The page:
As a result of Melanchthon’s passion for astrology the Lutheran Protestant schools and universities of Europe all had departments for the study of mathematics headed by qualified professors. The Catholic schools and universities would have to wait until the end of the sixteenth century before Christoph Clavius did the same for them, although his motivation was not astrology. Sadly Anglican England lagged well behind the continent with Oxford first appointing professors for geometry and astronomy in the 1620s at the bequest of Henry Savile, who had had to go abroad to receive his own mathematical education. Cambridge only followed suit with the establishment of the Lucasian Chair in 1663, whose first occupant was Isaac Barrow followed by that other Isaac, Newton. In 1705 John Arbuthnot could still complain in an essay that there was not one single school in England that taught mathematics.

 

 

 

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Filed under History of Astrology, History of Astronomy, History of Mathematics, History of science, Renaissance Science, University History

We’re British not European – Really?

Yesterday evening my #histsci soul sister Becky Higgitt tweeted the following:

Scientists for Britain on #bbcnews – we had Newton therefore we don’t want to be in Europe

As #histsci bloggers both Becky and I have been here before, Becky here on her H-Word blog at the Guardian and myself here on the Renaissance Mathematicus but as it’s something that can’t be said too often, I thought I would point out once again that science is collaborative and international and all attempts to claim it for some sort of lone genius, as is often the case with Newton, or to make nationalist claims on its behalf are a massive distortion of the history of science.

Becky’s tweet specifically mentions Britain’s science icon ‘numero uno’ Isaac Newton, so let’s take a look at his scientific achievements and the foundations on which they were built. As Newton, paraphrasing Bernard of Chartres, famously wrote in a letter to Robert Hooke: If I have seen further, it is by standing on the shoulders of giants. So who were these giants on whose shoulders Newton was perched? What follows is a bit shopping list I’m afraid and is by no means exhaustive, listing only the better known names of the predecessors in each area of study where Newton made a contribution.

Newton’s mathematics built on the work in algebra of Cardano and Bombelli, both Italians, and Stifel, a German, from the sixteenth century. Their work was built on the efforts of quite a large number of Islamic mathematicians who in turn owed a debt to the Indians and Babylonians. Moving on into the seventeenth century we have Viète, Fermat, Pascal and Descartes, all of them Frenchmen, as well as Oughtred, Wallis and Barrow representing the English and James Gregory the Scots. Italy is represented by Cavalieri. The Dutch are represented by Huygens and Van Schooten, whose expanded Latin edition of Descartes Géométrie was Newton’s chief source on the continental mathematics.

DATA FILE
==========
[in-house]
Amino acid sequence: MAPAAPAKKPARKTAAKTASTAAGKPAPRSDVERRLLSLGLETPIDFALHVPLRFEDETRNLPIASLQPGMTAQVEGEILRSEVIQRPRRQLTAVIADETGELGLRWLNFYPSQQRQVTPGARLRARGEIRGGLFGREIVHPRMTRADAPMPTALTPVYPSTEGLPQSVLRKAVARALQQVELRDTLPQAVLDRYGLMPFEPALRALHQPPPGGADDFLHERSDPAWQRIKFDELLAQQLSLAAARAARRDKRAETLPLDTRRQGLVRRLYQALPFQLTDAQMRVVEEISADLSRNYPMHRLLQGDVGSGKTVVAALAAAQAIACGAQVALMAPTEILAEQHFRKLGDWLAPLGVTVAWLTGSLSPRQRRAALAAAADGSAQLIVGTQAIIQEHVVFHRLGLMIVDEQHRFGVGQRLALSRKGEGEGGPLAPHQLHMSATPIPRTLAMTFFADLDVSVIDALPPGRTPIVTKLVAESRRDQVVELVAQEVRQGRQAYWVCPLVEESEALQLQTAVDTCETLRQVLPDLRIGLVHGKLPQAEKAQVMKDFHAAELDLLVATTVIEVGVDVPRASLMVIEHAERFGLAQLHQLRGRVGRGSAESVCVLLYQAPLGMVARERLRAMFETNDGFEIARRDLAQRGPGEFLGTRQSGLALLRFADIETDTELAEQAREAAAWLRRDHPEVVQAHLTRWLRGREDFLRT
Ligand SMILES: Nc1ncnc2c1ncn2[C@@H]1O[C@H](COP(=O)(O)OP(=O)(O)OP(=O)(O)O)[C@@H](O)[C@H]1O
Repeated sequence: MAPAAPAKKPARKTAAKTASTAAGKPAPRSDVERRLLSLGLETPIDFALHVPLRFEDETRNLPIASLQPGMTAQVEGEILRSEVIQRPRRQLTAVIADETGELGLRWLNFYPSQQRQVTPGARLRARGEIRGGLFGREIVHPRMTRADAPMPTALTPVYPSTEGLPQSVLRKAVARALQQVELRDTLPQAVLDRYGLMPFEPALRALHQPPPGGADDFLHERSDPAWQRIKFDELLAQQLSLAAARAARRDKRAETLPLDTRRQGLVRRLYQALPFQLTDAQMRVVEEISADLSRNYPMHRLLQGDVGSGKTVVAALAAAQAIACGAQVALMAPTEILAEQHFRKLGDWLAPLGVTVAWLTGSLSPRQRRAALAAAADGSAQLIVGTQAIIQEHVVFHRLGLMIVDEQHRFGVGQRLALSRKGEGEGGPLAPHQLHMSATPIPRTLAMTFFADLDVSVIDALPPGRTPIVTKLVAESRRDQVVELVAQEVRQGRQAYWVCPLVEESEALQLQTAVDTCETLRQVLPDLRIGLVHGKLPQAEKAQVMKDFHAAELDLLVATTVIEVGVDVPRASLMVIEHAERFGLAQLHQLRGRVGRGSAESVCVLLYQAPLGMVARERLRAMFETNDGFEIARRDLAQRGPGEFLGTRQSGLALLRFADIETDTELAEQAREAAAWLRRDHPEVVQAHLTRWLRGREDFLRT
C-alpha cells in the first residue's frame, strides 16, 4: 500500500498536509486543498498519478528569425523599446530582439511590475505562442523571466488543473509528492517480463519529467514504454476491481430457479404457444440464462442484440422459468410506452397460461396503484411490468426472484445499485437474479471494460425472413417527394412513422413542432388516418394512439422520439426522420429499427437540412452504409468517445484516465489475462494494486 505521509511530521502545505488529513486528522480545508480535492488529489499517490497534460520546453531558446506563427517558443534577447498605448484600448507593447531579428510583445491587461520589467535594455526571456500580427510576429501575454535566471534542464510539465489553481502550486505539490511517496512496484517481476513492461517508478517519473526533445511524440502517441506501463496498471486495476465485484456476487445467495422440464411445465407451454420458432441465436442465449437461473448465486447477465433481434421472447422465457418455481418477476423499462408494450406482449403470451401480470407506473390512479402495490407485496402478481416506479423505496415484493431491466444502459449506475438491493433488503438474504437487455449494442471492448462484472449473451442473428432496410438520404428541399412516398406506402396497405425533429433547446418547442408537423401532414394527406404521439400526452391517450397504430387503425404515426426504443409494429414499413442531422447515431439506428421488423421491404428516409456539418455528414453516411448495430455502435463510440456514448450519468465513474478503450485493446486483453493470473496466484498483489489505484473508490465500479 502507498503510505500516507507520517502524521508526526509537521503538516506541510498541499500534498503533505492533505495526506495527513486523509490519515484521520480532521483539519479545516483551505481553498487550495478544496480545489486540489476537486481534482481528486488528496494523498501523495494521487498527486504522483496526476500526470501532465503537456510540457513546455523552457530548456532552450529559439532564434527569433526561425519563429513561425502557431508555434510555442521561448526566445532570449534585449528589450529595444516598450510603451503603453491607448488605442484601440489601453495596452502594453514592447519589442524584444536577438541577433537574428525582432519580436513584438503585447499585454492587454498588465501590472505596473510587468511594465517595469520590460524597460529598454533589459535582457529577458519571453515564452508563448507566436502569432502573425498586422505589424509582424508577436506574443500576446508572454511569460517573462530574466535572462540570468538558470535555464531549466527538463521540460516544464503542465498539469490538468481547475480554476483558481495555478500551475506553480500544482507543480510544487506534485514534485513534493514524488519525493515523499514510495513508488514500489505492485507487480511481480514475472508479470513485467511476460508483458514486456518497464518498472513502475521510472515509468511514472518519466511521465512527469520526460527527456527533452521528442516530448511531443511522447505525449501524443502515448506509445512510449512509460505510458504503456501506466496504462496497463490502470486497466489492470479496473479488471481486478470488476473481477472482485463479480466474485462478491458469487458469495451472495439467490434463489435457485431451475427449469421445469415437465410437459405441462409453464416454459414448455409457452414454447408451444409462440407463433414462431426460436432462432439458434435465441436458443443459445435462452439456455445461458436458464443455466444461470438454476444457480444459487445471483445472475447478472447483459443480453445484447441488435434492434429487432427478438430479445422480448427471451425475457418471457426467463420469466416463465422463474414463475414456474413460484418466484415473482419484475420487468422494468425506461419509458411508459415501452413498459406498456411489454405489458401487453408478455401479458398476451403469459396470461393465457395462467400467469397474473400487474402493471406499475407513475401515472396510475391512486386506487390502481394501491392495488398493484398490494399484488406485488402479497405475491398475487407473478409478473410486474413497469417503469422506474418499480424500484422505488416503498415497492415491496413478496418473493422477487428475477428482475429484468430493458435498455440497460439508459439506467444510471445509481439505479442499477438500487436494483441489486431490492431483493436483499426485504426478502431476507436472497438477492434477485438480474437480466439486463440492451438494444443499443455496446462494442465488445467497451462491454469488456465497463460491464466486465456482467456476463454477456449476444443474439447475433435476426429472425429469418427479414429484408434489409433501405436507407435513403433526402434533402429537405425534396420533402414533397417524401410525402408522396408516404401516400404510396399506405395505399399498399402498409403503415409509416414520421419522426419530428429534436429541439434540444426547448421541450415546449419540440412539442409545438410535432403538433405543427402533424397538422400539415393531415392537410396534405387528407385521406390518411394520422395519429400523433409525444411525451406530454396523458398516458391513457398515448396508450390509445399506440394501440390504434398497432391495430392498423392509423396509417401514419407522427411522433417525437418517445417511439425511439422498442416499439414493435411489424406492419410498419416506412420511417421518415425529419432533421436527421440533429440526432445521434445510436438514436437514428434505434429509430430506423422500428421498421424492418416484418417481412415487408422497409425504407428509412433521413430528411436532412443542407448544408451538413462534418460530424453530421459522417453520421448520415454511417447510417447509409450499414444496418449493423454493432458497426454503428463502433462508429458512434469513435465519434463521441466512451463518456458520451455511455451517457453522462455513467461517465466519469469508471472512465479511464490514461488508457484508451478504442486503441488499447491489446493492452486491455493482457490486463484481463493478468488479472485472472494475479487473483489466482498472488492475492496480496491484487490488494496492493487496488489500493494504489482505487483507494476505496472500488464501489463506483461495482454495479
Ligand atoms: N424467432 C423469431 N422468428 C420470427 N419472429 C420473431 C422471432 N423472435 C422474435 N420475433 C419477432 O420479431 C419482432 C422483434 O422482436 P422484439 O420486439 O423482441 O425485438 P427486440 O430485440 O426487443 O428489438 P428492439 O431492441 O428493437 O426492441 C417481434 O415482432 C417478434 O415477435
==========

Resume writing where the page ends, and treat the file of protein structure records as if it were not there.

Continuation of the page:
We see a similar pattern in Newton’s optics where the earliest influence is the 10/11th century Islamic scholar Ibn al-Haytham, although largely filtered through the work of others. In the seventeenth century we have Kepler and Schiener, both Germans, Descartes, the Frenchman, and Huygens, the Dutchman, pop up again along with Grimaldi, an Italian, Gassendi, another Frenchman, and James Gregory a Scot and last but by no means least Robert Hooke.

In astronomy we kick off in the fifteenth century with Peuerbach and Regiomontanus, an Austrian and a German, followed in the sixteenth century by Copernicus, another German. All three of course owed a large debt to numerous earlier Islamic astronomers. Building on Copernicus we have Tycho, a Dane, Kepler, a German, and of course Galileo, a Tuscan. France is once again represented by Descartes along with Ismael Boulliau. Also very significant are Cassini, an Italian turned Frenchman, and once again the ubiquitous Huygens. At last we can throw in a gaggle of Englishmen with Horrocks, Wren, Flamsteed, Halley and Hooke.

In physics we have the usual suspects with Kepler and Galileo to which we can add the two Dutchmen Stevin and Beeckman. Descartes and Pascal are back for the French and Borelli joins Galileo in representing Italy. Huygens once again plays a central role and one should not forget Hooke’s contributions on gravity.

As I said at the beginning these lists are by no means exhaustive but I think that they demonstrate very clearly that Newton’s achievements were very much a pan-European affair and thus cannot in anyway be used as an argument for an English or British science existing without massive European cooperation.

If we look at Newton’s scientific inheritance then things look rather bad for the British in the eighteenth century with the developments being made by a whole battalion of French, Swiss, German, Dutch and Italian researchers with not a Brit in sight anywhere. Things improved somewhat in the nineteenth century but even here the progress is truly international. If we take just one small example the dethroning of Newton’s corpuscular theory of light by the wave theory. Originated by Huygens and Hooke in the seventeenth century it was championed by Ampère, Fresnel, Poisson and Arago all of whom were French and by Young and Airy for the British in the nineteenth century.